iTablet concept image: Photo Giddy

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9 Responses to “Why The iTablet Won’t Become “Another Footnote In The Sad, Miserable History Of Tablet Computing””

  1. Rob Blatt says:

    It seems that they want the tablet to fail before getting their hands on one or even confirming the existence of one. In 2006 the Register predicted that the iPhone will fail and take the iPod business down with it. Other articles said it would never sell well at an un-subsidized price, that there were too many features packed int a small device and the lack of keyboard would make everyone hate the phone.

    Anyone who predicts failure before getting their hands on a device to use it it just creating linkbait.

  2. Voicer says:

    I agree that the introduction and testing needs to be done before you pronounce something a failure, though perhaps the thought in the reviewer’s mind is that the future belongs to e-ink type devices with touchscreens, which are easier on the eyes. Granted, that technology is a ways away yet, but that would likely kill the types of displays we now have. Overall though, I think the iTablet (if it’s real) will probably be much more than a footnote, especially considering the Apple target demographics.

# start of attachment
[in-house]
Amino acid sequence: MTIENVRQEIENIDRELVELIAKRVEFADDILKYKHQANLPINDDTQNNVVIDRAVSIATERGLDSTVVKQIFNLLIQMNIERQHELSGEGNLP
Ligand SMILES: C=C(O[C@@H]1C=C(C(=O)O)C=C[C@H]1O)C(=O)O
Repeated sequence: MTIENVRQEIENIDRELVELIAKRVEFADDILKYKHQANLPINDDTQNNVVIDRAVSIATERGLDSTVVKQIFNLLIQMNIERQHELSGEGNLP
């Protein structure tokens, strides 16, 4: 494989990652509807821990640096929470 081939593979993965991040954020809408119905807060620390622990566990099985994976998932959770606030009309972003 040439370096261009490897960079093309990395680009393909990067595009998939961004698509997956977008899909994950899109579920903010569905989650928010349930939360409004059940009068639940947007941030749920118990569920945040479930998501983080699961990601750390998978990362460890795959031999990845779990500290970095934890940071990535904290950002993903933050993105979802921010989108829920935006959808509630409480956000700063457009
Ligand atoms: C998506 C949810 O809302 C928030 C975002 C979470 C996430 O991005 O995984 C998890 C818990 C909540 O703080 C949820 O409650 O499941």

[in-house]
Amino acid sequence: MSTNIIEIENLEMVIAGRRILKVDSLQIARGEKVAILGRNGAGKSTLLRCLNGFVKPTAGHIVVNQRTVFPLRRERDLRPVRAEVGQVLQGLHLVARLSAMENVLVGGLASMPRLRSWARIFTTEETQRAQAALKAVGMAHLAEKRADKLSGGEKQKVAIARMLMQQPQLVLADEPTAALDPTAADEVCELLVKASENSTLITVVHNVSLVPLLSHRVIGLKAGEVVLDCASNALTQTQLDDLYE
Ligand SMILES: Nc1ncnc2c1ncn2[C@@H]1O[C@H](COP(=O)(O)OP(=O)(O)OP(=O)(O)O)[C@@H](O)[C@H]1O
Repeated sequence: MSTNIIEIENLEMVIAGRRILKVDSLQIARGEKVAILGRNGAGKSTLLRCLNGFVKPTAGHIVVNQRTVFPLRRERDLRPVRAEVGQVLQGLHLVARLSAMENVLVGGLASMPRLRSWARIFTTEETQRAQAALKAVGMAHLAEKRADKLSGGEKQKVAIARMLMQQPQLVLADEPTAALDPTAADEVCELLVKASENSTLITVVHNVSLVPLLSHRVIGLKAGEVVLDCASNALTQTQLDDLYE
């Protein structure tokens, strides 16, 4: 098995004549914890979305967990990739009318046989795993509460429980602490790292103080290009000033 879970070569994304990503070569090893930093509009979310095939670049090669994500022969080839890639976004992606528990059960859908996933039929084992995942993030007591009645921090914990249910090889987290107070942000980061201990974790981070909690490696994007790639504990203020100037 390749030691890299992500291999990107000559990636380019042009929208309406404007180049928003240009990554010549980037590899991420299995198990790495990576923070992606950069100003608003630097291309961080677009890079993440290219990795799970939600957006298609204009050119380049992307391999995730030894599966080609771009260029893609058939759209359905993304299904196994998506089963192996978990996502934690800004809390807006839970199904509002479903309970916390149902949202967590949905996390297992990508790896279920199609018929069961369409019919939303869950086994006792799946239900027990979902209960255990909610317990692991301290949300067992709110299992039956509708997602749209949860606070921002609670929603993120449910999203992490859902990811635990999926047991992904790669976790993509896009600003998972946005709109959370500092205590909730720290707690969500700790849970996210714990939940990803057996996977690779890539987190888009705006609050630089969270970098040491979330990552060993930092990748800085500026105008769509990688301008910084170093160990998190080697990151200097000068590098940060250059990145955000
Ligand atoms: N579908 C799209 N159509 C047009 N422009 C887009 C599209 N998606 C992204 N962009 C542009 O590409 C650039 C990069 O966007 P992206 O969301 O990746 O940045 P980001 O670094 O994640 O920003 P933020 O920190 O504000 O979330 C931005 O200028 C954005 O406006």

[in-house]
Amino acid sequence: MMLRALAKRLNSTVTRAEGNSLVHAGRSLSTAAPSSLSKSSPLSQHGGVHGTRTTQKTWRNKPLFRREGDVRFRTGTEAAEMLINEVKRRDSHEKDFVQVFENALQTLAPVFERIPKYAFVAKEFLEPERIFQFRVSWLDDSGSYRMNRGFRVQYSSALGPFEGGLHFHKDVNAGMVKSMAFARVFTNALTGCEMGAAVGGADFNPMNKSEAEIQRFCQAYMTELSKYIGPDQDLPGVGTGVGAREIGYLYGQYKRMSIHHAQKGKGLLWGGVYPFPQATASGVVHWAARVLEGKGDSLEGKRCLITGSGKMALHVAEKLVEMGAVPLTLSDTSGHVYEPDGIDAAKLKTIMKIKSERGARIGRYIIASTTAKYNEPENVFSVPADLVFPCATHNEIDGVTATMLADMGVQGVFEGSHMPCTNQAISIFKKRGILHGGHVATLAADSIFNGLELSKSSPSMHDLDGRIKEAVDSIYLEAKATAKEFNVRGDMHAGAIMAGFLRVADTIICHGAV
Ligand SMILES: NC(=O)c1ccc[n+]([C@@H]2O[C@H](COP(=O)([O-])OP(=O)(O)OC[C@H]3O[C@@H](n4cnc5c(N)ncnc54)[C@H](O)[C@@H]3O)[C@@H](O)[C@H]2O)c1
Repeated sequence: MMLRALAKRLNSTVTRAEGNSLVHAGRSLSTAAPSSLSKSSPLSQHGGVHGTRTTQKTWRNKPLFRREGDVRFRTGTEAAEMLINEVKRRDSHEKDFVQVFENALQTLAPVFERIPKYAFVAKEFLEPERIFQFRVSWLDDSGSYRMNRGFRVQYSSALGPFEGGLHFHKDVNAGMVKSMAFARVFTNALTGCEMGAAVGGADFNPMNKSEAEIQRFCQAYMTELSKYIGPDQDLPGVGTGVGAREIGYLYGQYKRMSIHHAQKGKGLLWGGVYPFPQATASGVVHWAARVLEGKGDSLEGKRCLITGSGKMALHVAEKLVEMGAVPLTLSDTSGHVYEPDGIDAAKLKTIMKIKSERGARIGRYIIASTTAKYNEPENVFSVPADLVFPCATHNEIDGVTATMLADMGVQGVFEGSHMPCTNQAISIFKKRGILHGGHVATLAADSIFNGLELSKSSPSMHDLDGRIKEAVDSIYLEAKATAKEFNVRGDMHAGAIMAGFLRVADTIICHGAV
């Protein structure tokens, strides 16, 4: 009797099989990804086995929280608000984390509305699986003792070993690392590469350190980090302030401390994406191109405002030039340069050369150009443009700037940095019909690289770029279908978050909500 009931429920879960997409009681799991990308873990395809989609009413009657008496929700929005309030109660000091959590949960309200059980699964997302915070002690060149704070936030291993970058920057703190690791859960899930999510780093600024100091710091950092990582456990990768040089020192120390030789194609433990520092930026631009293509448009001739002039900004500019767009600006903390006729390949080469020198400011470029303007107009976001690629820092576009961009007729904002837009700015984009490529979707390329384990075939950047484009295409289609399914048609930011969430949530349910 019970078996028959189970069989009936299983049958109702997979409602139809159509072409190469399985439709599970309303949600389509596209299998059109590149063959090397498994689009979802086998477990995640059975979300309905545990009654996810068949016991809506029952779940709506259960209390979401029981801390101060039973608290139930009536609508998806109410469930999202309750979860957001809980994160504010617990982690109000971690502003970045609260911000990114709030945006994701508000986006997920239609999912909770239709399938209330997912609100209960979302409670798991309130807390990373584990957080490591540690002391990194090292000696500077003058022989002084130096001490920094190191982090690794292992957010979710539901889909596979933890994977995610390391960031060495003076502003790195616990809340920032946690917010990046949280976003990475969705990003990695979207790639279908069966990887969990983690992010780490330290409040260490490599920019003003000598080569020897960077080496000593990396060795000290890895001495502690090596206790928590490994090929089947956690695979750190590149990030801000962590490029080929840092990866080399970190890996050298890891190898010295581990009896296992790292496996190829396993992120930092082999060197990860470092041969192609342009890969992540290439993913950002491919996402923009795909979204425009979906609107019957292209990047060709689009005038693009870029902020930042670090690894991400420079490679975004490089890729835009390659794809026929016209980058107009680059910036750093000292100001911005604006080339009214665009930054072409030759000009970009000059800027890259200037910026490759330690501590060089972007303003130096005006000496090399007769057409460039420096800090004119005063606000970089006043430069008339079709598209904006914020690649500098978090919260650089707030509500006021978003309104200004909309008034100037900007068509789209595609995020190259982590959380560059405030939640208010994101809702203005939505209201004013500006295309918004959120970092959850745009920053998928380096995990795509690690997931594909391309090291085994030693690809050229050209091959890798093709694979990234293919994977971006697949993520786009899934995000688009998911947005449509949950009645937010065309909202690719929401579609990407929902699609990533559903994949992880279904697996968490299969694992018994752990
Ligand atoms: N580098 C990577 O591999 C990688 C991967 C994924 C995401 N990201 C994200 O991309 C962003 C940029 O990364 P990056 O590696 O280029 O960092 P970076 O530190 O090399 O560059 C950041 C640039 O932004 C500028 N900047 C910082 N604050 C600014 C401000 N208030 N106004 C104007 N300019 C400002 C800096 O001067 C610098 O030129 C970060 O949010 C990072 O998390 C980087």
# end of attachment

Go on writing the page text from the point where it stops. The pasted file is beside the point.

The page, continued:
3. techpops says:

    I’m confused why you think what is essentially a large format iphone is the only format that you could read books, watch videos etc.

    My first thoughts on the iphone were it was a real game changer. So I’m not biased against Apple here. That touch screen was a brilliant move and got us away from truly terrible button arrangements.

    But when you scale it up to the size of a laptop. You’re no longer competing with terrible button arrangements. You’re competing with mouse/trackpad/keyboard and while a giant touch screen is going to be fantastic for so many different apps, it will be a step backward for others. Try playing an FPS on a touch screen for instance, have you seen how awful that can be on the iphone?

    I think its too early to tell whether software developers will really be able to propel this device into an iphone like success and i think we can all say it was those apps that really sold the iphone in the end. The hardware enabled that to happen but without the apps, the hardware is just interesting technology. Right now this tablet looks like interesting technology to me.